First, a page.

Warming Up, Cooling Down, and Stretching
Prior to exercise there should always be a warm up period. Increasing body temperature will cause vasodilation and increases blood flow to muscle. This will improve muscle performance by increase the level of oxygen available for muscle contraction. It also improves elasticity of muscles, tendons and ligaments which will decrease risk of injury.
Stretching prior to exercise has long been thought to be beneficial. There are a couple of common misconceptions. Stretching should always be done after a short warm up. Stretching a cold muscle could cause an injury. There are two basic types of stretches: Static stretching and Dynamic Stretching. A static stretch is basically holding a muscle in an elongated position for 10-15 seconds. This has not been found to be beneficial prior to exercise and recent studies have shown that it decreases performance.
A dynamic stretch is moving a muscle through a full, even exaggerated range of motion that mimics the motion of the exercise. It may be done in a slower and more controlled way to avoid injury. Examples of dynamic stretches would be high knees, heel kicks or lunges. Aggressive dynamic stretches should be done in a progressive fashion after a slight warm up. (See link below)
Static stretching is still though to be beneficial after a work out and it should be done gently and pain free. When recovering from an injury, it is also important to warm up a muscle exogenously (heating pad) and gently statically stretch the involved muscle to restore normal flexibility.
Most experts advise warming up at about 40% of your maximum heart rate and progressing to about 60%. An aerobic warm up should take only 5-10 minutes with a 5 minute recovery.
Cooling down after exercise is important for 2 reasons. A period of light exercise after a workout continues good blood flow to help remove lactic acid which aids recovery. It also prevents a sudden drop in blood pressure which can result from sudden pooling of blood in muscle when it suddenly stops contracting. The contraction of muscle aids in returning blood back to the heart. The blood vessels in the large muscles are dilated during exercise and take a while to contract after the exercise has stopped.
Link for dynamic stretch:
ITB syndrome is inflammation of the Iliotibial Band which is a fascial band which originates along the lateral (outside) aspect of the pelvis and inserts just below the knee. It presents as a burning or aching pain along the lateral aspect of the knee during activities and is a common cause of knee pain in runners and bikers. Actually a friction syndrome, it results from repetitive rubbing of the band along the lateral aspect of the distal femur. Prognosis is more favorable than other knee injuries since the problem is outside the joint and it usually responds well to treatment. It can be caused by over training and certain people are anatomically predisposed but basically the band is too tight. Running on a banked surface or circular track running can put you at risk. In cycling, having the feet “toed-in” to an excessive angle or having a seat that is too high or too far back can also contribute.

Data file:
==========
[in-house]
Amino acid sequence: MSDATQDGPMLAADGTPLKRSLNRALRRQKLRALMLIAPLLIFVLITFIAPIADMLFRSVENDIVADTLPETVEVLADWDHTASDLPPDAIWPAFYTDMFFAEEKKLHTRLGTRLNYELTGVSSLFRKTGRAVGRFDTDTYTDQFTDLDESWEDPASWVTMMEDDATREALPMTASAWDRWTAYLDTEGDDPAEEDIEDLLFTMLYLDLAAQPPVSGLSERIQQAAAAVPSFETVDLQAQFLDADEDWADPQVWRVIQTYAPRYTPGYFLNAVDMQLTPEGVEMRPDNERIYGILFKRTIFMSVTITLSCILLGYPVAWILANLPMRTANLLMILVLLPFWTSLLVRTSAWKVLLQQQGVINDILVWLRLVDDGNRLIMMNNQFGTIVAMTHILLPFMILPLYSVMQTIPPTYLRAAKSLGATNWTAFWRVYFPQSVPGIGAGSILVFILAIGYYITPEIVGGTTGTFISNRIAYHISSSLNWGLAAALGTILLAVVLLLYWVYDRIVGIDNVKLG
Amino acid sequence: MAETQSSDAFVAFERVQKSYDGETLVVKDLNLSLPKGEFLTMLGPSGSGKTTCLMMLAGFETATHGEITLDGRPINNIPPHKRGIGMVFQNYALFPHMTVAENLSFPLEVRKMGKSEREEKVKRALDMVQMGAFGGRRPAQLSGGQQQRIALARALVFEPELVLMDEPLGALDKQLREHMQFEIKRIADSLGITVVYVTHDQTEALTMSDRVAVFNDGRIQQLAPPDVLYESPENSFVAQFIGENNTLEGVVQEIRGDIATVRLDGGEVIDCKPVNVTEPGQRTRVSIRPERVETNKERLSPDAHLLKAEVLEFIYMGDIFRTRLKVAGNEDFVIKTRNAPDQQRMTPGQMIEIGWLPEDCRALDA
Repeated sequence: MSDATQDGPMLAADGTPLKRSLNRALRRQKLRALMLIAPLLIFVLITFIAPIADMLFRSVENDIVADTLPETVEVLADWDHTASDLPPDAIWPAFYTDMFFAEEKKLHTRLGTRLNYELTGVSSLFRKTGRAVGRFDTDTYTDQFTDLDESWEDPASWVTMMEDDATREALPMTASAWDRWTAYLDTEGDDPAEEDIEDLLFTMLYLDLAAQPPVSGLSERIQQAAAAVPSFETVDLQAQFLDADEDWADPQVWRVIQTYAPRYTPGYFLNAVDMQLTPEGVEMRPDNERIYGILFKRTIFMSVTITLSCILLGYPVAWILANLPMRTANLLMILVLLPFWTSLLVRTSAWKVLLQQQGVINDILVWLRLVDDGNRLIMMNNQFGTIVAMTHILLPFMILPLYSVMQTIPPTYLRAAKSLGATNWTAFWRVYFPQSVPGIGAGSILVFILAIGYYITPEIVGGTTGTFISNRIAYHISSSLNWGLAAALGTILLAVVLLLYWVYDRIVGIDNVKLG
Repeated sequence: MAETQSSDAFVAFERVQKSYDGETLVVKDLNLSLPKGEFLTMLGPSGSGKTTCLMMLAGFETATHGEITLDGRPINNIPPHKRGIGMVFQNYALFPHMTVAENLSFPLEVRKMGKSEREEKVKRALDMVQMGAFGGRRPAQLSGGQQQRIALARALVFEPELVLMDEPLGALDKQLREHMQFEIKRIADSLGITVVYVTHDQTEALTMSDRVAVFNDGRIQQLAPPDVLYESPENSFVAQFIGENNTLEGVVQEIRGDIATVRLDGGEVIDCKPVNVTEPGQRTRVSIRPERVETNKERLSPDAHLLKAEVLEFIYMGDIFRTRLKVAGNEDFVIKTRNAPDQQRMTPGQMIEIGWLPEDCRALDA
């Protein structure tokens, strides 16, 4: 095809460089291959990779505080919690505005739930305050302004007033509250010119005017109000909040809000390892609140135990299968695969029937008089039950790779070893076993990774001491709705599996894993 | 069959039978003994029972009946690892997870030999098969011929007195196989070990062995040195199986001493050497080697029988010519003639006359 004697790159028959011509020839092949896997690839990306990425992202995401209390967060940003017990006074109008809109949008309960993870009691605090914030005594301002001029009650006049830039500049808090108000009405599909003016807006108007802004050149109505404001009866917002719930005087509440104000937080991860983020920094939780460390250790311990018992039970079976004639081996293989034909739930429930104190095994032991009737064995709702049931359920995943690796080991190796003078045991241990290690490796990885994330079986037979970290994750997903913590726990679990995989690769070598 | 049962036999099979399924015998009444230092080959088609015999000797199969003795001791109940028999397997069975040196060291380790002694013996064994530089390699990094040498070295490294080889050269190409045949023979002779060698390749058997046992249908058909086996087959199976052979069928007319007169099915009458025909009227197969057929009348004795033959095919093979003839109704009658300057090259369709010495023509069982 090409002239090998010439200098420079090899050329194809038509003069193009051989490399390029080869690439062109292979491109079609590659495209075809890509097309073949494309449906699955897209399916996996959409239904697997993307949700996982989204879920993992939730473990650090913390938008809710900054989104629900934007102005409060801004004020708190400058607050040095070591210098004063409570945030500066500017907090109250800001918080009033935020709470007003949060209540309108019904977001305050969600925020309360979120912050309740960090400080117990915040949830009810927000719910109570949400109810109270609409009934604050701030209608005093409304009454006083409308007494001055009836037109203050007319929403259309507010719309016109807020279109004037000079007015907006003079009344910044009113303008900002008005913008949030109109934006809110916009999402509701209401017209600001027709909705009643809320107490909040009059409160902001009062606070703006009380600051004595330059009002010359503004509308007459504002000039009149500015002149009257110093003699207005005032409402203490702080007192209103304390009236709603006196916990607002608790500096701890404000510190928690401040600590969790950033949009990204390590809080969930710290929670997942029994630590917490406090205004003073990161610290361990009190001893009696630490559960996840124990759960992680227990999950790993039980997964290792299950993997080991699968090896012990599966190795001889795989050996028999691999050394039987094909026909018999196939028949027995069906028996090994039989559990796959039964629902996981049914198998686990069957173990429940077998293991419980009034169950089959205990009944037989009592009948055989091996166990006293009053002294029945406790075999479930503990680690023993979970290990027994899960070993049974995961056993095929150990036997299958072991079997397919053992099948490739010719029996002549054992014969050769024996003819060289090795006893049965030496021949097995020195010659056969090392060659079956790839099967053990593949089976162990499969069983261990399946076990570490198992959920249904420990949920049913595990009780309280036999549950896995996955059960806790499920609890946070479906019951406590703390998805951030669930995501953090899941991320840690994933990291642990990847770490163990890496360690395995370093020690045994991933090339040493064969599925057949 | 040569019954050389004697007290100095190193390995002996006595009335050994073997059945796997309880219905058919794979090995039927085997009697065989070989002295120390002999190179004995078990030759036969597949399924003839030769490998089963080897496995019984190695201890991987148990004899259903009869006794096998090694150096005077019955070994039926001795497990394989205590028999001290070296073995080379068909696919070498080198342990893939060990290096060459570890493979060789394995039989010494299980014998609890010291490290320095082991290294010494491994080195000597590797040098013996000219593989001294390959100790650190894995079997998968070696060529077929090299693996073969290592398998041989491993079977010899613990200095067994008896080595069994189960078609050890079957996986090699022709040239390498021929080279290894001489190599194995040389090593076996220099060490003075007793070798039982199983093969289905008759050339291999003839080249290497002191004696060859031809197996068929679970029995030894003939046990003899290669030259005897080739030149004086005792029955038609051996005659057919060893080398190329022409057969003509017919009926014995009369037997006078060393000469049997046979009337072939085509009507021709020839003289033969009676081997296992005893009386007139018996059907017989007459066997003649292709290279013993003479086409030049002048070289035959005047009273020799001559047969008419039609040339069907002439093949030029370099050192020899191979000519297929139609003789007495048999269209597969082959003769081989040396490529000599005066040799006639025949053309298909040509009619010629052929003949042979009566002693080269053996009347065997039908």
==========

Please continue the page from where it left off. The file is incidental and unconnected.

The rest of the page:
Treatment is directed at temporarily avoiding painful activities, icing after exercise and stretching the ITB.
This link will show you some good stretches.
Strengthening the hip abductors may also prevent recurrences.
The sciatic nerve is large nerve that originates from several nerve roots in the lumbosacral spine or lower back. Sciatica is inflammation of the nerve. The inflammation is typically caused by either a herniated disc or a bone spur that pinches the nerve root as it comes out of the spinal chord. Classic symptoms from sciatica are pain running from your buttock down your leg often into the calf or foot and numbness and tingling in the leg. It usually involves only one leg and if it gets severe can cause weakness in the leg. Onset can be acute or gradual. It is often accompanied by lower back pain, but symptoms can vary considerably.
Treatment is focused on decreasing pressure on the disc. This means temporarily avoiding bending, twisting, stopping and lifting. Sitting correctly is also critical to minimizing disc pressure. This means sitting in a chair that has a good lumbar support to maintain the curvature of the lower back and avoid leaning forward at your desk which increases pressure in the disc. You should try to minimize sitting in general, avoid soft chairs or sofas and get up and move around every 20 -30 minutes. Standing, walking or lying down puts less pressure on the disc.
Core exercises are a key to avoiding back problems, but if you’re in acute pain, these should be done with caution and probably with supervision of a physical therapist. They are really more important in avoiding recurrence.
Tip for Runners – A disc is more likely to herniate if you run first thing in the morning. This is the time when the disc is most full of fluid. Your body fluids equalize from being recumbent overnight. Running on a soft surface will put less pressure on the disc.
Tip for Bikers – Bending at the waist instead of the lower back will put less pressure on the disc. Strengthening your core is also key.
Tips for Swimmers – Swimming general is good for back problems. If you’re having a problem, avoid flip turns which require a lot of lower back flexion.